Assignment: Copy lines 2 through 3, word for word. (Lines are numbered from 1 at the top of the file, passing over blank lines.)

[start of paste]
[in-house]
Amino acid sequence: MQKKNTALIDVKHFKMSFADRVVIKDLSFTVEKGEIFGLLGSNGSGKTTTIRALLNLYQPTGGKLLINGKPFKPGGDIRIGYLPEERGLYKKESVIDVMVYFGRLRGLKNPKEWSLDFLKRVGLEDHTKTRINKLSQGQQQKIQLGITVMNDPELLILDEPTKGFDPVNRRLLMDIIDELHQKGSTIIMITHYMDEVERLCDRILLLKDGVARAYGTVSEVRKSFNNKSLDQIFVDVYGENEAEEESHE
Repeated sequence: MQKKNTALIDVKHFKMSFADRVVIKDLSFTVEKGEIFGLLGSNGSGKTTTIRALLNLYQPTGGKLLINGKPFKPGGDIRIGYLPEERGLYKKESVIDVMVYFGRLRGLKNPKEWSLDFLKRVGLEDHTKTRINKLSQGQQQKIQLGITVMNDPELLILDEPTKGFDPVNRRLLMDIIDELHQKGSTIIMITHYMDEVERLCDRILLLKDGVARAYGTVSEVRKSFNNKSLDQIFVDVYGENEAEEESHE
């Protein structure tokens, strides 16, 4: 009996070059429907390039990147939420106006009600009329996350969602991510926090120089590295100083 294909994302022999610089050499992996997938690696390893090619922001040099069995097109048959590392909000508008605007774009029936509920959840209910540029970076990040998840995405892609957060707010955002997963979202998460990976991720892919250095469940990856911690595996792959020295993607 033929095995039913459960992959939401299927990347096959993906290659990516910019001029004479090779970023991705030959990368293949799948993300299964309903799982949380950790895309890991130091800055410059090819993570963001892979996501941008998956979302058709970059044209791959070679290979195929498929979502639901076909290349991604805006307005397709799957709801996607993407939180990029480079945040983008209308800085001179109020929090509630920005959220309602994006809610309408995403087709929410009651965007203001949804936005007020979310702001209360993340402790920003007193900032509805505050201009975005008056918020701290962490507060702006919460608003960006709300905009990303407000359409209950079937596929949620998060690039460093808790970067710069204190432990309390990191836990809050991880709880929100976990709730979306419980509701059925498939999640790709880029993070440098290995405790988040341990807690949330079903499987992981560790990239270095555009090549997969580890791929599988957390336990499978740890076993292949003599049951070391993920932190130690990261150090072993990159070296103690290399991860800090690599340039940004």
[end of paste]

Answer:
Amino acid sequence: MQKKNTALIDVKHFKMSFADRVVIKDLSFTVEKGEIFGLLGSNGSGKTTTIRALLNLYQPTGGKLLINGKPFKPGGDIRIGYLPEERGLYKKESVIDVMVYFGRLRGLKNPKEWSLDFLKRVGLEDHTKTRINKLSQGQQQKIQLGITVMNDPELLILDEPTKGFDPVNRRLLMDIIDELHQKGSTIIMITHYMDEVERLCDRILLLKDGVARAYGTVSEVRKSFNNKSLDQIFVDVYGENEAEEESHE
Repeated sequence: MQKKNTALIDVKHFKMSFADRVVIKDLSFTVEKGEIFGLLGSNGSGKTTTIRALLNLYQPTGGKLLINGKPFKPGGDIRIGYLPEERGLYKKESVIDVMVYFGRLRGLKNPKEWSLDFLKRVGLEDHTKTRINKLSQGQQQKIQLGITVMNDPELLILDEPTKGFDPVNRRLLMDIIDELHQKGSTIIMITHYMDEVERLCDRILLLKDGVARAYGTVSEVRKSFNNKSLDQIFVDVYGENEAEEESHE